Tata Steel, Thyssenkrupp looking at reducing Port Talbot’s capacity
Tata Steel, Thyssenkrupp press ahead with plans to merge their European steel operations and deal with the overcapacity afflicting the steel industry
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London/Frankfurt: Tata Steel and Thyssenkrupp are looking at reducing the size of Britain’s largest steel plant in Port Talbot, Wales, industry people familiar with the matter said, as the two firms press ahead with plans to merge their European steel operations and deal with the overcapacity afflicting the industry.
The move could see one of Port Talbot’s two blast furnaces shut, halving the plant’s capacity. Up to 4,000 people are employed at the site.
An industry source close to Thyssenkrupp’s board said the German group expected the struggling plant to be downsized in the event of a merger, without specifying by how much.
Two officials from the Community labour union said in a message emailed to union members last week and seen by Reuters, that Tata has only pledged to keep the two blast furnaces at Port Talbot running for three years, at which point one of them is due to close in the absence of further investment.
“Three years is nowhere near enough. Our line in the sand has always been keeping two blast furnaces running (long term). We want guarantees and besides, they’ve given us guarantees before that haven’t materialised,” said a union source.
Indian-owned Tata Steel, which employs 11,000 people in Britain, said it could not comment on speculation over its merger plans, while Thyssenkrupp declined to comment.
“The most important thing for us is that by a consolidation and by the underlying plan we can address the issues of overcapacity,” Thyssenkrupp’s chief financial officer Guido Kerkhoff said last week, in reference to the merger.
The fate of the Port Talbot plant has been up in the air since Tata Steel said in March it planned to sell all of its loss-making British assets. In July, however, it announced it was in talks with ThyssenKrupp about creating a joint venture for its European operations.
Port Talbot was losing 1 million pounds a day in the financial year which ended in March but has been making an operating profit since then, thanks to a weaker pound, higher steel prices and cost cutting.
Separately, the union chiefs said in their email to members that Tata Steel planned to start formal talks “within weeks” about closing its costly defined benefit UK pension scheme to future accruals.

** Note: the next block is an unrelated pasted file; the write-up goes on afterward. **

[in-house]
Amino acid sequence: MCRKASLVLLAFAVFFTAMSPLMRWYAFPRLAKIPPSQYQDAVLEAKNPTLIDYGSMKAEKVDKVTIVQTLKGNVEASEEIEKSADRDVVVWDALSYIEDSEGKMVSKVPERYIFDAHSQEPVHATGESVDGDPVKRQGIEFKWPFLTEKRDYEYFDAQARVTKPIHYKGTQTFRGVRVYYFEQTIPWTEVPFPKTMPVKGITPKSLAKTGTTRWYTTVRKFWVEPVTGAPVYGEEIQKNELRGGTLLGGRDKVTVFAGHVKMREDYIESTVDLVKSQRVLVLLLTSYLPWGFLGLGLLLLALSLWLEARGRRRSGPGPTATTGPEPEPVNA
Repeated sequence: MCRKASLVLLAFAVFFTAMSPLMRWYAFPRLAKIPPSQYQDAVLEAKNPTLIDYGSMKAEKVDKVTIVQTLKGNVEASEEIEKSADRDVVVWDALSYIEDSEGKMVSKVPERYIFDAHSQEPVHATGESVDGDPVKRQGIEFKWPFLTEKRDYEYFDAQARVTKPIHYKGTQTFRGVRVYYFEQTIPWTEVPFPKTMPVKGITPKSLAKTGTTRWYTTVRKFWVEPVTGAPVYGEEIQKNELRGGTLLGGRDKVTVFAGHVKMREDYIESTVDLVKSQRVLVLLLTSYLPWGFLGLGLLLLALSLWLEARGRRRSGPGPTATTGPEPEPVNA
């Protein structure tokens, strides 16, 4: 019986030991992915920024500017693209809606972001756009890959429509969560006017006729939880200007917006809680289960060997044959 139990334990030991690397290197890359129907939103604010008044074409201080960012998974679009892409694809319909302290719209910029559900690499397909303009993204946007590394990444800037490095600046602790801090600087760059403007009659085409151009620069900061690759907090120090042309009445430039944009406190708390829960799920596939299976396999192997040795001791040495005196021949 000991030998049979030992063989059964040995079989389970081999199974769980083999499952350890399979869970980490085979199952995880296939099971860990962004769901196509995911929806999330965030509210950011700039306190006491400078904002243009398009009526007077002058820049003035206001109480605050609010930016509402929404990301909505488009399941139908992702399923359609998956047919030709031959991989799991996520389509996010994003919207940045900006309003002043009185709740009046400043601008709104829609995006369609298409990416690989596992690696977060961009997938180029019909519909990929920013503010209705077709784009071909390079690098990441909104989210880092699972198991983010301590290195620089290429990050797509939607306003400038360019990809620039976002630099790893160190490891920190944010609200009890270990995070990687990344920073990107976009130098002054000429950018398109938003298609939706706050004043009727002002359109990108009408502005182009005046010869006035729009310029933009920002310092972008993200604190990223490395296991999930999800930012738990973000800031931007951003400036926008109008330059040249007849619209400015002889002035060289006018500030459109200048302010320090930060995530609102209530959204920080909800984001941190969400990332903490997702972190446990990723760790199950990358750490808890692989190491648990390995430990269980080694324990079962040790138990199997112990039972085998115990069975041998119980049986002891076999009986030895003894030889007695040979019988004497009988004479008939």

The Thyssenkrupp merger plan hinges on Tata striking a deal with the British government to separate the pension scheme.
Union leaders said in the email that they would ballot for industrial action if Tata unilaterally triggered a 60-day consultation on closing the scheme without their agreement on outstanding matters.
The union is seeking assurances on the long-term future of Port Talbot and is opposed to the pension scheme being spun off due to concerns that it would be taken over by the state-backed Pension Protection Fund (PPF) which would cut current employees’ pension benefits.
Tata and the UK government are looking at the PPF option, and pensions experts say closing the scheme to future accruals is a necessary first step to achieving that end and plugging the scheme’s deficit.
Tata’s British Steel Pension Scheme is one of Britain’s largest defined benefit schemes with over 130,000 members.
Its deficit was estimated at 50 million pounds last October, though it stood at 700 million pounds earlier this year and could easily balloon again, depending on market conditions.
Thyssenkrupp, which has long been seeking to reverse the decline in its own steel business, has insisted it is not prepared to take on Tata’s pension liabilities.
Tata announced on Monday that it was investing 85 million pounds in its UK assets this year but the plan did not include any investment in Port Talbot.
Tata’s parent, Tata Sons, is now embroiled in a bitter boardroom battle putting it under even more pressure to stem the billions of dollars of losses it has made since entering the EU steel industry in 2007 with the acquisition of Anglo-Dutch group Corus, just a year before the financial crisis. Reuters
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